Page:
New York-based fund Everpower has invested £3.12mln so far at 170p per share for a 9.5% stake to fund the expansion.
A final payment of £0.47mln from Everpower is outstanding and after that is received the two companies will begin to work together to market Haydale’s existing range in China and to develop new graphene and nanomaterial products.
Broker Cantor Fitzgerald said the payment from Everpower suggests it is keen to support Haydale’s plans in China, where the opportunity appears substantial for graphene enhanced resins, polymer-based composites and advanced nanomaterial technologies.
Everpower has ‘considerable industrial and market connections in China, alongside access to manufacturing and finance', added the broker, which has a 'buy' recommendation on Haydale with a target price of 230p.
“The initial focus will be on the development, manufacture and marketing of conductive inks, for medical devices and other electronic applications, pressure sensors, wind turbine radial donuts and PLA 3D printing filaments,” it said.
Ray Gibbs, Haydale’s chief executive, recently met with business leaders in China and reported significant interest in conductive inks and silicon carbide, with vehicle makers in particular looking at incorporating graphene for the next generation of cars.
“We are now considering our China infrastructure to meet what is looking like substantial new opportunities for our graphene and nanomaterial products," he said.
US also opening up
Elsewhere, Haydale is starting to see the benefits of 2016’s major expansion.
US subsidiary Advanced Composite Materials (ACM) recently won its first contract since it was acquired by Haydale last September.
ACM specialises in silicon carbide whiskers, which are tough and heat resistant so especially suited as coatings for carbon brakes, cookware and now cutting tools.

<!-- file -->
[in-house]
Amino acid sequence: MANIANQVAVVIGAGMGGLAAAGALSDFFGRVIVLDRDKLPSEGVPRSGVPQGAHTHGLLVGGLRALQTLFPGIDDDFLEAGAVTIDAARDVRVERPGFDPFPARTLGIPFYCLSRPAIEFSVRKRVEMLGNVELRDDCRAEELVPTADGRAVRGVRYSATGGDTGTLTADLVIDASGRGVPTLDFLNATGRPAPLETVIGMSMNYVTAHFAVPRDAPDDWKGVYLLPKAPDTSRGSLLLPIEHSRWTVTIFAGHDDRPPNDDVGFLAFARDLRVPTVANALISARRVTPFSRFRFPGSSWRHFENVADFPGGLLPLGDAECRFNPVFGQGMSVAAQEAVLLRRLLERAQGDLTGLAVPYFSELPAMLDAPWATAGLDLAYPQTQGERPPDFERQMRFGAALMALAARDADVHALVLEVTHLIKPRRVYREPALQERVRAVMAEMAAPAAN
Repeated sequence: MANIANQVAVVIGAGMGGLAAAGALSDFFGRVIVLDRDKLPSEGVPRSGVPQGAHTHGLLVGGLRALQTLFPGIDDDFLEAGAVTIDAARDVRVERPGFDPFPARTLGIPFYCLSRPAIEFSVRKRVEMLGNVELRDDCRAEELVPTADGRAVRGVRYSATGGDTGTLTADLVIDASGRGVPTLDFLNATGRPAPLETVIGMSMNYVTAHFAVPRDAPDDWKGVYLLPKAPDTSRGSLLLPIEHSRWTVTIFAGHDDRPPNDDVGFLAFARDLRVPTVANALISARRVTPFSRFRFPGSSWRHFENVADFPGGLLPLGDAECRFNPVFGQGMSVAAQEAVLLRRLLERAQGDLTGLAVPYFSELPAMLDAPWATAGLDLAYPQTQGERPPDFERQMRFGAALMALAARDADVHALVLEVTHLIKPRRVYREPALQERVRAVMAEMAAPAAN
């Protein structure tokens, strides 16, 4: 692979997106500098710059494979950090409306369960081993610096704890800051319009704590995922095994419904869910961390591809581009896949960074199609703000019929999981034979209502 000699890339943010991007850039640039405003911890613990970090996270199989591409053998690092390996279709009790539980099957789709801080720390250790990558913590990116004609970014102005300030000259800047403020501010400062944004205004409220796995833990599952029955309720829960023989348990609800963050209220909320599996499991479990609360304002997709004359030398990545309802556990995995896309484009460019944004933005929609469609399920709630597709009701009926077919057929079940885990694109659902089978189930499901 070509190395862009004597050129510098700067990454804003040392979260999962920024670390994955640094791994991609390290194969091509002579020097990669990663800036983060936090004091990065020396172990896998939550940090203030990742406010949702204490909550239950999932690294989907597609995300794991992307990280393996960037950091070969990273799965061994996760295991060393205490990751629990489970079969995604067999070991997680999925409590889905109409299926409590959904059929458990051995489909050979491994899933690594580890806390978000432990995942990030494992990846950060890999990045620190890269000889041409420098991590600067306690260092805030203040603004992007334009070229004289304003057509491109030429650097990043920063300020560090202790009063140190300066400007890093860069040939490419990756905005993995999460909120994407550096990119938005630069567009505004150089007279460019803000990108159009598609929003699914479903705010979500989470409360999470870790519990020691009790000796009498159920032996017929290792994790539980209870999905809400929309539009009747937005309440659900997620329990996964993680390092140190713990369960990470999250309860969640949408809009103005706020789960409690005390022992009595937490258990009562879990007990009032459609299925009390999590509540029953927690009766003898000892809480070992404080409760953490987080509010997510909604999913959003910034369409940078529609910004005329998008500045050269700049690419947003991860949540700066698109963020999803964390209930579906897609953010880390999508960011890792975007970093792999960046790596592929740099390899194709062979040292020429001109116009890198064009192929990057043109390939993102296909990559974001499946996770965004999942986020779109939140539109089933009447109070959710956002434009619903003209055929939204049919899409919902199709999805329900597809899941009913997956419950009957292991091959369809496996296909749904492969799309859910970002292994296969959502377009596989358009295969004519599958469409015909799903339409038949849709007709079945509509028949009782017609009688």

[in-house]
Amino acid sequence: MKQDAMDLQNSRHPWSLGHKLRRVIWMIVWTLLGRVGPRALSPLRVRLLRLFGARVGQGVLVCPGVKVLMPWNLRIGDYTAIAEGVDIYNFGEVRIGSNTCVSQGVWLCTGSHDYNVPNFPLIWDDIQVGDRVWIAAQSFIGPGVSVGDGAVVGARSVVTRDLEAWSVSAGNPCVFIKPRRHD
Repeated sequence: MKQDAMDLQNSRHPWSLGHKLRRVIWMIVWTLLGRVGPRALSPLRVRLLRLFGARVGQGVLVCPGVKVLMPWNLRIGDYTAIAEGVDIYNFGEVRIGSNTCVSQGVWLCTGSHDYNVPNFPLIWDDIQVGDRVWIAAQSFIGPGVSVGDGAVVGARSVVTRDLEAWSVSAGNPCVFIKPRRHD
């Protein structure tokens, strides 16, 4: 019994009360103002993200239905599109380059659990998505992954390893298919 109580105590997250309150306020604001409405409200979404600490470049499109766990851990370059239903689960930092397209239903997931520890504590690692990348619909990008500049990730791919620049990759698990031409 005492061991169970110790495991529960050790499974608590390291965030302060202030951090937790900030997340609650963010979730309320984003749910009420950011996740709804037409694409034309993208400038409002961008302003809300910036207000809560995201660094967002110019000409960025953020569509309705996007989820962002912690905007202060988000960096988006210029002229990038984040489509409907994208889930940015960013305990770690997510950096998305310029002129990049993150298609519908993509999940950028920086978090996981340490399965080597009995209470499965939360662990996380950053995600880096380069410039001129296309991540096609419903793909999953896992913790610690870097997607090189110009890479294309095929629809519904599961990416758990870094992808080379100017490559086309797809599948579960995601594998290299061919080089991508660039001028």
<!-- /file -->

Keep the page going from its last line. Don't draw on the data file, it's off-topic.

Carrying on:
A global industrial tool manufacturer placed an order worth a potential US$2.6mln over four years. Haydale expects annual revenue to average US$600,000.
The order followed a period stringent testing and opens up markets for tools for the manufacture of land based turbines and jet engine fan blades to name two.
Haydale eventually could pay up to US$7mln for ACM, which prior to Haydale’s acquisition had sales of US$4mln, an order book of US$4.5mln and 15 customers.
Flag planted In Thailand
Haydale recently secured a presence in Asia through the acquisition of Thailand–based ink and composites group Innophene.
One of Innophene’s specialities is a 3D printing resin that allows the addition of colour, an area seen as potentially very fertile for graphene enhancement.
Dubbed as a 'wonder-material', graphene is just an atom thick, is very flexible, heat resistant and a good electricity conductor, but Haydale is keen to emphasise its expertise is to use graphene and other nanaomaterials to boost the performance of existing products.
Broker sees big potential in industrial composites
And the largest opportunity may lie with collaborations such as Everpower and others such as US chemicals giant Huntsman.
Haydale is working with Huntsman on a next generation of the US firm’s Araldite resins.
Improvements in conductivity, both heat and electricity of the graphene-enhanced resins have been impressive, and Huntsman apparently sees it as the basis for a new range of industrial composites.
In November, Haydale formally agreed a joint development agreement with Huntsman that would allow it to purchase Haydale's graphene-enhanced master-batches for use in the fields of composites and adhesives, though it would be fair to say progress has been slower than anticipated.
--updates for Everpower investment, Cantor comment, share price --